- College algebra to be removed from Southeast required curriculum (10/10/17)1
- State declares test results for schools invalid (10/4/17)2
- Child-custody advocate: State law needs fix to provide parents with more equal custody (10/12/17)
- Cape Chinese restaurant purchases old Ponderosa property in Perryville (10/10/17)
- One of Cape's oldest mom-and-pop restaurants opens in new location (10/10/17)
- Past Rowdy the Redhawk mascot's identity revealed (10/15/17)
- Cancer will 'change your life, but it doesn't have to rule it' (10/8/17)
- Bills addressing equal child custody to be filed, legislators say (10/13/17)
- Ships to stay docked in Cape a week longer (10/10/17)
- Janet Koenig creates painted quilts to add flair to local barns (10/13/17)
Pentagon admits stray bombs hit civilian areas
Associated Press WriterWASHINGTON (AP) -- The Pentagon is vowing to flush out any Afghan fighters who hide in residential areas to escape aerial attacks even as it acknowledges a few of its bombs accidentally struck civilian sites.
And a Pakistani militant group confirmed Wednesday that 22 of its fighters, including several senior commanders, were killed in Tuesday in the bombing of a house, the deadliest strike known so far against a group linked to Osama bin Laden.
U.S. jets kept up heavy night-and-day bombardments around the Afghan capital, Kabul, with huge explosions Wednesday in the direction of Taliban military sites on the outskirts.
Meanwhile, Pakistani officials said they think Taliban infiltrators were responsible for the weekend shooting attack on U.S. helicopters in Pakistan.
Rear Adm. John Stufflebeem said Tuesday that forces will go after Afghan fighters who hide in residential areas.
"There is not an intention to open or widen (air) attacks in the cities," Stufflebeem said.
"We will find other ways ... to get at those who might cowardly decide to hide in residential neighborhoods," he said in a reference to possible use of commandos or other ground forces.
He said the two-week-old bombing campaign also was aiming at roads, trucks, petroleum facilities, food and other supplies that Afghanistan's Taliban leaders need to stay in power, but that choking them off "is going to be a very long and slow process."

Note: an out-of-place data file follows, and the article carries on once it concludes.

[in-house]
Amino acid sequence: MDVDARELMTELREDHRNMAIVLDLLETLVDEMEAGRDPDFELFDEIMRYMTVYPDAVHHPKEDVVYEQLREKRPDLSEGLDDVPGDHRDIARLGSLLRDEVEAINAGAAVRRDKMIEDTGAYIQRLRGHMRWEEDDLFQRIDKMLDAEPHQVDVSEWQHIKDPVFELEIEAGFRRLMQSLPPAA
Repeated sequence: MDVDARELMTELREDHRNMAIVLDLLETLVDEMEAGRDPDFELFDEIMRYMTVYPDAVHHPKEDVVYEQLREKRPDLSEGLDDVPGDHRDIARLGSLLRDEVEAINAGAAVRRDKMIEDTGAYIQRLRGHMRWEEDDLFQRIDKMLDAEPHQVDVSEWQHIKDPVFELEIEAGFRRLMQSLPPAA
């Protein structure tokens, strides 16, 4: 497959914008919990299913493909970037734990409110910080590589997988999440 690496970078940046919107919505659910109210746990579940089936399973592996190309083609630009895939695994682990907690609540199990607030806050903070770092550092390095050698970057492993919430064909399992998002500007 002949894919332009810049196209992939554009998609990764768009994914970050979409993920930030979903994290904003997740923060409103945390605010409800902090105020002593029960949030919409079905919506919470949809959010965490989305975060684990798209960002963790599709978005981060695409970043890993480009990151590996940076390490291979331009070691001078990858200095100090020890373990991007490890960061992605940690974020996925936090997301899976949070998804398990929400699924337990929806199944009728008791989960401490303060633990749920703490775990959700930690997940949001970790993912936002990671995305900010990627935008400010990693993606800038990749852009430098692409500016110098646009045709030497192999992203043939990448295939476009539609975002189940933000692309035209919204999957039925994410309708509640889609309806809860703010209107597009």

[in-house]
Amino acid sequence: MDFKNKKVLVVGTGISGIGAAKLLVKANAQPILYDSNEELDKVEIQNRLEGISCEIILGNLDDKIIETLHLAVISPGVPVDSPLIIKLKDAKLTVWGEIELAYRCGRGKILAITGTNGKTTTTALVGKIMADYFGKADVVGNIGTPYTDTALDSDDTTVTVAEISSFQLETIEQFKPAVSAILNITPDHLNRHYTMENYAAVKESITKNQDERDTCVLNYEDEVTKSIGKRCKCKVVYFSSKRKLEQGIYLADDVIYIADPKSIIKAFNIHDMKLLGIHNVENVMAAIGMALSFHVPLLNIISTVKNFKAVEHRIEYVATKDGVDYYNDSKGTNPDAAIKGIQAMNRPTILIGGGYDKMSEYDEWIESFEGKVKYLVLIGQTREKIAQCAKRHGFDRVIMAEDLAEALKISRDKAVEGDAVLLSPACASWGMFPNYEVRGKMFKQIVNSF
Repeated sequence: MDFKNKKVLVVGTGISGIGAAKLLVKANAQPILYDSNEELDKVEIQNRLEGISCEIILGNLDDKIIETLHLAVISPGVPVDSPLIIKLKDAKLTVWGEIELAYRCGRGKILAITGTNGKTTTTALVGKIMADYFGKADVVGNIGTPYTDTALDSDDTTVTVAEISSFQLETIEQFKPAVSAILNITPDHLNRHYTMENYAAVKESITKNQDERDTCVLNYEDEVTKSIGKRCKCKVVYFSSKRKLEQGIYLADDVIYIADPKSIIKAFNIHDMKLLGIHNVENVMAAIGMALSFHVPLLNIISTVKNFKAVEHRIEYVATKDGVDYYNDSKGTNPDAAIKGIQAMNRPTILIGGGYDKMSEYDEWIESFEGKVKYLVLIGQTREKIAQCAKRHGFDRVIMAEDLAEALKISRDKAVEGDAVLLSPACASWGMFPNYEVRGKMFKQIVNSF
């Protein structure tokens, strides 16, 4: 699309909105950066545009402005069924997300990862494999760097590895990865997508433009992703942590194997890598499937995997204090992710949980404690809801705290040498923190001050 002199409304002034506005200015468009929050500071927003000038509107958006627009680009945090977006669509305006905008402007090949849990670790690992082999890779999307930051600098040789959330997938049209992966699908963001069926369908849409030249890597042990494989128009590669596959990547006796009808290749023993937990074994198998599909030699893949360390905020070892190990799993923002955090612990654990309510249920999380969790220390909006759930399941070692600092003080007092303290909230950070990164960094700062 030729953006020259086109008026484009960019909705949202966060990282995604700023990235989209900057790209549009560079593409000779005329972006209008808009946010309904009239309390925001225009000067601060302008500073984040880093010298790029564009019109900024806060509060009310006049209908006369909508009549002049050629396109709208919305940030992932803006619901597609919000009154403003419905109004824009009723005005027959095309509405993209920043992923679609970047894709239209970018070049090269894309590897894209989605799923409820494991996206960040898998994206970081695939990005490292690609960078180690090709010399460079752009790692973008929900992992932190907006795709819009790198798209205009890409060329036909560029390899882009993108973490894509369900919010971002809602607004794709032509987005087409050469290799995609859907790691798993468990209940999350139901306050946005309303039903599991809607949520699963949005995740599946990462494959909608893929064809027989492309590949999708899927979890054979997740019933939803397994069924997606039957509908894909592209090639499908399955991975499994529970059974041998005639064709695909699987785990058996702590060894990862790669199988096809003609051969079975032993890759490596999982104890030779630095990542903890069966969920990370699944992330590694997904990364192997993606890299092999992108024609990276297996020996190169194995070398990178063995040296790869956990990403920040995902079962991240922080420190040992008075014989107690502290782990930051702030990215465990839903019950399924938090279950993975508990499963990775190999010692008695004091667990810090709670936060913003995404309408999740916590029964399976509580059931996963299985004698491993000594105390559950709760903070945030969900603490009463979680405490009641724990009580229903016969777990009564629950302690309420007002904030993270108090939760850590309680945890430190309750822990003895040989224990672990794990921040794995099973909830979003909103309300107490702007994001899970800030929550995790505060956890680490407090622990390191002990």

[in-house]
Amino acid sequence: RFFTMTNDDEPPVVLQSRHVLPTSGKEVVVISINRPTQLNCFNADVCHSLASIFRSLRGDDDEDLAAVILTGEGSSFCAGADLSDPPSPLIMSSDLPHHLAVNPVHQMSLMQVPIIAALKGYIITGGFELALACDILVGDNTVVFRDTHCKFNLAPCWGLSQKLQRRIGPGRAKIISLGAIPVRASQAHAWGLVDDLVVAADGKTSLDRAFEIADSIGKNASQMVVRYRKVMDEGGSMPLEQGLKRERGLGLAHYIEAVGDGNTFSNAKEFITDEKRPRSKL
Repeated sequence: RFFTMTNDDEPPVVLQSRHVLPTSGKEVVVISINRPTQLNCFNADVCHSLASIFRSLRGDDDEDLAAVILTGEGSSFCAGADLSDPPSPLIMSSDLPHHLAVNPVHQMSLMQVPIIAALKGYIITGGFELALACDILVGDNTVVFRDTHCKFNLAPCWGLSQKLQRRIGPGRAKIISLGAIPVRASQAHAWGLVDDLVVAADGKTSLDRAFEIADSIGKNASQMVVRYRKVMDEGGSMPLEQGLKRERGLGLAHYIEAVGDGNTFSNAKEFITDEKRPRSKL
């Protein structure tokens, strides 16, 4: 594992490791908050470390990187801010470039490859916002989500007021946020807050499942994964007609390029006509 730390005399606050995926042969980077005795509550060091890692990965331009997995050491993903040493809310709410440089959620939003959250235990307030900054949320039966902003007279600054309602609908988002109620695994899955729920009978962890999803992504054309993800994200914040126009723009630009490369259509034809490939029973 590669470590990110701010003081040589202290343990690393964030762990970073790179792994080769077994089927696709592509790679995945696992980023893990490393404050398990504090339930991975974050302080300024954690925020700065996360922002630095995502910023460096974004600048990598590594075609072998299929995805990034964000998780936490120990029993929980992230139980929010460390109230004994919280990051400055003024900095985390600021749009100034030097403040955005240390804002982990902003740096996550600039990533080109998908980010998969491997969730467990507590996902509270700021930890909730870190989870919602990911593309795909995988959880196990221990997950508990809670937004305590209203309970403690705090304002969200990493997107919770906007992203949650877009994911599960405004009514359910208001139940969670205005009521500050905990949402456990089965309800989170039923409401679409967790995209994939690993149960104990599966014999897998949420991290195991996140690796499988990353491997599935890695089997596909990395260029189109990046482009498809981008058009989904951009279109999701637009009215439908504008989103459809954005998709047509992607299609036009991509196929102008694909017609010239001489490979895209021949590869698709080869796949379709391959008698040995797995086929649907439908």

His warning to Al-Qaida and Taliban troops came as the Defense Department acknowledged stray bombs hit two more civilian areas in Afghanistan.
Late Sunday afternoon, a Navy F/A-18 Hornet dropped a 1,000-pound bomb in an open field near a senior citizens home outside the western city of Herat, Pentagon spokeswoman Victoria Clarke said. She said she did not know how many people were killed.
"As we always say, we regret any loss of civilian life," Clarke said. "We take great care in our targeting process to avoid civilian casualties."
The Taliban had said a strike Monday hit a Herat hospital and killed at least 100 people.
The intended target was a vehicle storage building at an army barracks approximately 300 feet from the home. Preliminary indications are that the weapon's guidance system malfunctioned, she said.
Earlier Sunday, Clarke said, a Navy F-14 Tomcat dropped two 500-pound bombs that mistakenly hit a residential area northwest of Kabul. The intended targets were military vehicles parked about one-half mile away. She said she did not know how many people may have been hurt or killed.
In Karachi, Pakistan, Muzamal Shah, a senior official of the banned Harkat ul-Mujaen, said a U.S. bomb struck a house Tuesday while 22 fighters from his group were meeting there to "devise a plan for fighting against America."
Harakat ul-Mujahedeen, or "Movement of the Holy Warriors," is one of the largest militant organizations fighting Indian soldiers in the disputed Kashmir region, was declared a terrorist organization by United States years ago, and was among 27 groups and individuals whose assets were frozen by the United States, Pakistan and other countries after the terrorist attacks.
Many of the strikes Tuesday were on Taliban positions north of Kabul, where so-called northern alliance forces are preparing for a possible push to the Afghan capitol. In a Voice of America radio interview Tuesday, Defense Secretary Donald H. Rumsfeld said the United States would welcome any anti-Taliban push toward Kabul.
"We would like to see every city held by the Taliban taken," Rumsfeld said.
Pakistan, a key Muslim ally in the anti-terrorism fight, has opposed allowing the alliance to seize Kabul. Pakistan's president, Gen. Pervez Musharraf, said Tuesday he feared "that maybe atrocities (could) start in Kabul" if the alliance took the city.
Pentagon also disclosed new details about an incident during Saturday's commando raids into Afghanistan, in which an airfield was seized and documents taken from a Taliban compound that included a residence of Taliban leader Mullah Mohammed Omar.
An Army MH-47 special operations helicopter struck an unknown barrier while it was taking off from Afghanistan after the raid, shearing off its front landing gear, Clarke said. It continued the flight without incident and returned safely to an undisclosed base. No one aboard was injured, she said.
And the Pentagon also disclosed that on Saturday a U.S. helicopter that had picked up a crippled Army Black Hawk helicopter that had crashed hours earlier in Pakistan came under hostile fire while refueling at a Pakistani airfield.
Pakistani military sources said Wednesday on condition of anonymity that they think the helicopter was fired on by Taliban fighters who infiltrated Pakistan and are under the protection of tribes in that area of Baluchistan. The government is sending emissaries to the tribes.
The incident occurred near the Panjgur air base in southwestern Pakistan, the sources said, adding that American troops are no longer using this base.